In France, and in the university of Paris, the stronghold of Peripateticism, Ramus (1515–1572) attacked Aristotle in the most violent manner. In Ramus was concentred the spirit of philosophical and literary antagonism to the schoolmen. It was wholly unmodified by judgment or discrimination, and it did not proceed on a thorough or even adequate acquaintance with the object of its assault. Ramus is remarkable chiefly for the extreme freedom which he asserted in oratorically denouncing what he considered to be the principles of Aristotle; but he made no real advance either in the principles of logical method which he professed, or in philosophy itself. At the same time, the rude intensity and the passionate earnestness of his life were not unworthily sealed by his bloody death on the Eve of St. Bartholomew. The death of Ramus, though attributed directly to personal enmity, was really a blow struck alike at Protestantism and the freedom of modern thought.
Bruno, Vanini, Campanella, and Ramus foreshadowed Descartes and the modern spirit, only in the emphatic assertion of the freedom, individuality, and supremacy of thought. What in thought is firm, assured, and universal, they have not pointed out. They were actuated mainly by an implicit sense of inadequacy in the current principles and doctrines of the time. It was not given to any of them to find a new and strong foundation whereon to build with clear, consistent, and reasonable evidence. Campanella said of himself not inaptly: “ I am but the bell (campanella) which sounds the hour of a new dawn.”
Alongside of those more purely speculative tendencies, Copernicus, Kepler, Galileo, and Bacon represented the new spirit and theory of observation applied to nature. The formalism of the Schools had abstracted almost entirely from the natural world. It was a “dreamland of intellectualism.” And now there came an intense reaction, out of which has arisen modern science. Bacon had given to the world the Novum Organum in 1620, seventeen years before the Method of Descartes, but his precept was as yet only slightly felt, and he had but little in common with Descartes, except an appeal to reality on a different side from that of the Continental philosopher. Descartes had not seen the Organum previously to his thinking out the Method. He makes but three or four references to Bacon in all his writings.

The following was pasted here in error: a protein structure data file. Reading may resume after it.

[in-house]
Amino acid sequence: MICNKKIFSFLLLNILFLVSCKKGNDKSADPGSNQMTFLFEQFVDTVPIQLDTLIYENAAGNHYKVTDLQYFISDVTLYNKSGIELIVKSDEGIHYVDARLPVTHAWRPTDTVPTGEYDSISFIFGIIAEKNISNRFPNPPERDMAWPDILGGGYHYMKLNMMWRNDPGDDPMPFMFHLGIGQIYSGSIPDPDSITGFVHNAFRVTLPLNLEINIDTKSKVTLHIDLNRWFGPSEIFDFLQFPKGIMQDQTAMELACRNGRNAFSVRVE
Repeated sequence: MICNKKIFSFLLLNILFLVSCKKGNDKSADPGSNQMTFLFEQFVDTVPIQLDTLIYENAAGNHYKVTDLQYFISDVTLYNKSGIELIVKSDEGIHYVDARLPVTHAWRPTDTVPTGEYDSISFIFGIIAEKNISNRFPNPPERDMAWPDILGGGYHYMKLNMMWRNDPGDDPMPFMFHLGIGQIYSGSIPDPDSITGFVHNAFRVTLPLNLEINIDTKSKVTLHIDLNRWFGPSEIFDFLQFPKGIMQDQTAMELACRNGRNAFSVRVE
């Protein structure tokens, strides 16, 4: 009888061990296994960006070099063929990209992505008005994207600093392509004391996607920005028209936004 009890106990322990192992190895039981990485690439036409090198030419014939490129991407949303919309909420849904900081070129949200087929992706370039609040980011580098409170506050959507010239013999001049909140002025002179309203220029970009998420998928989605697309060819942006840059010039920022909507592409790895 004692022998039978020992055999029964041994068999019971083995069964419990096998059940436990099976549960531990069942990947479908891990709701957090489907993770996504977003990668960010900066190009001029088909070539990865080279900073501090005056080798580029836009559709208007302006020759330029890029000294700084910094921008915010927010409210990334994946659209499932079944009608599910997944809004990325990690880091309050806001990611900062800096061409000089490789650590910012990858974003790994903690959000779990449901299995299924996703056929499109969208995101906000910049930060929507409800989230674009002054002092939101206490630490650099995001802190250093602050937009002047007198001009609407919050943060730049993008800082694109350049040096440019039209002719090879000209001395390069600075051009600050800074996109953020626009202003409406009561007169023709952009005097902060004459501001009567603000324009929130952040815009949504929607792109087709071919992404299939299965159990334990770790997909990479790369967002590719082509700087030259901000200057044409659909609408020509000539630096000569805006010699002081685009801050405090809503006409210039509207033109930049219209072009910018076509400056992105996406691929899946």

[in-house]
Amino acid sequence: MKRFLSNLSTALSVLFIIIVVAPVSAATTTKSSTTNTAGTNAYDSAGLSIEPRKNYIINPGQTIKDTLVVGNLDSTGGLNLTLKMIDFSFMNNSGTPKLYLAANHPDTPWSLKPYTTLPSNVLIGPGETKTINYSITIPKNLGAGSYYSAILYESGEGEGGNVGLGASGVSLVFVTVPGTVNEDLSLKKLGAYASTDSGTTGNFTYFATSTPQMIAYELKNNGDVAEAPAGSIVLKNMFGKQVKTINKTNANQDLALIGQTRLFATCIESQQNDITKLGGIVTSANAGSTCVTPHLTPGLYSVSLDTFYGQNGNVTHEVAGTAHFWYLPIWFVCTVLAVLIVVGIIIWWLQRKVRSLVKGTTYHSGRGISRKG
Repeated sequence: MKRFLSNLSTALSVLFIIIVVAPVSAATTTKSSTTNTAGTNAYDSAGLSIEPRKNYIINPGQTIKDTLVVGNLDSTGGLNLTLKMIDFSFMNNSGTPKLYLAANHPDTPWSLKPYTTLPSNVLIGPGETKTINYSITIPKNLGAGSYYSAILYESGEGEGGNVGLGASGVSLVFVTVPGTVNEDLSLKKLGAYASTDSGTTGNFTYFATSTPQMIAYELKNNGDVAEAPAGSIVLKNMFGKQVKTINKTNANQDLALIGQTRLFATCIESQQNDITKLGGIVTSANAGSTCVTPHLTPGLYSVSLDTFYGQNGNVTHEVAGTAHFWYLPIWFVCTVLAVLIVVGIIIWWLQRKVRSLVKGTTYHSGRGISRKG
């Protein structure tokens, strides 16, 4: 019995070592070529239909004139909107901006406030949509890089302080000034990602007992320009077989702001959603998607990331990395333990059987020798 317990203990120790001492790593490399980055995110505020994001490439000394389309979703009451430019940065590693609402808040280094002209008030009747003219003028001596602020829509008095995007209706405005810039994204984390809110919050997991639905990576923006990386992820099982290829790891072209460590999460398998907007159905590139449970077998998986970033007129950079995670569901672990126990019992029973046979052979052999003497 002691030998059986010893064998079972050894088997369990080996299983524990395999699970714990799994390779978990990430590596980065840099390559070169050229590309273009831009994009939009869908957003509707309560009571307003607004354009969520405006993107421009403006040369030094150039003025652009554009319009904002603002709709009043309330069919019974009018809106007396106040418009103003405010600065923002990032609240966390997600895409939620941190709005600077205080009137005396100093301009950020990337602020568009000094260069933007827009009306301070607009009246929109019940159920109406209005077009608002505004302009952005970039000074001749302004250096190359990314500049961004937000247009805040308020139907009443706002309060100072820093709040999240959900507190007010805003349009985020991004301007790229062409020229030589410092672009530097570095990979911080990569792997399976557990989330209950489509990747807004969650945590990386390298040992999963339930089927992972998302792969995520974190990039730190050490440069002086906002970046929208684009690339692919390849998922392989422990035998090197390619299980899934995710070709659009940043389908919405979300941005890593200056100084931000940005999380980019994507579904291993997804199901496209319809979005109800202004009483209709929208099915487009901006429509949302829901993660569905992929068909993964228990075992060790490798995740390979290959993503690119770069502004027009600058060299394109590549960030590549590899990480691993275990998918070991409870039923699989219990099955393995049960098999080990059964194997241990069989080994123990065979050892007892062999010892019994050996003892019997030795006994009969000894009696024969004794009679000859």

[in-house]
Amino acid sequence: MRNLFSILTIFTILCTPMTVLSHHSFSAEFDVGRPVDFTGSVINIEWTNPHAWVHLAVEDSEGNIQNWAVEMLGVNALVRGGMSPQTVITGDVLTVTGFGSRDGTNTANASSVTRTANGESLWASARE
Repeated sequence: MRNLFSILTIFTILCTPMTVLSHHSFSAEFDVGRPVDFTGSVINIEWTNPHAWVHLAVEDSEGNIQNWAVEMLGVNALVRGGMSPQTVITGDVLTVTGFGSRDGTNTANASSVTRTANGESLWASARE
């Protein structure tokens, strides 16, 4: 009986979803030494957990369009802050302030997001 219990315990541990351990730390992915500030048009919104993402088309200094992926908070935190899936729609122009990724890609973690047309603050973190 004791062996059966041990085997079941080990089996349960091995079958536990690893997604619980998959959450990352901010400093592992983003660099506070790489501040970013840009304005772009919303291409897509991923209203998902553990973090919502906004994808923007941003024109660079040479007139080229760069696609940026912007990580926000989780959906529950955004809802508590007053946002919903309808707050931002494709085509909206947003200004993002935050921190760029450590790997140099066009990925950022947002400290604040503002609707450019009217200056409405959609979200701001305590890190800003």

If to these influences we add the spirit of religious reformation, the debates regarding the relative authority of the Scriptures and the Church, and mainly as a consequence of the chaos and conflict of thought in the age, the course of philosophical scepticism initiated by Cornelius Agrippa (1486–1535), and made fashionable especially by Montaigne (1533–1592), and continued by Charron (1541–1603), with its self-satisfied worldliness and its low and conventional ethic, we shall understand the age in which the youth of Descartes was passed, and the influences under which he was led to speculation. We shall be able especially to see how he, a man of penetrating and comprehensive intelligence, yet with a strong conservative instinct for what was elevating in morals and theology, was led to seek for an ultimate ground of certainty, if that were possible, not in tradition or dogma of philosopher or churchman, but in what commended itself to him as self-verifying and therefore ultimate in knowledge—in other words, a limit to doubt, a criterion of certainty, and a point of departure for a constructive philosophy.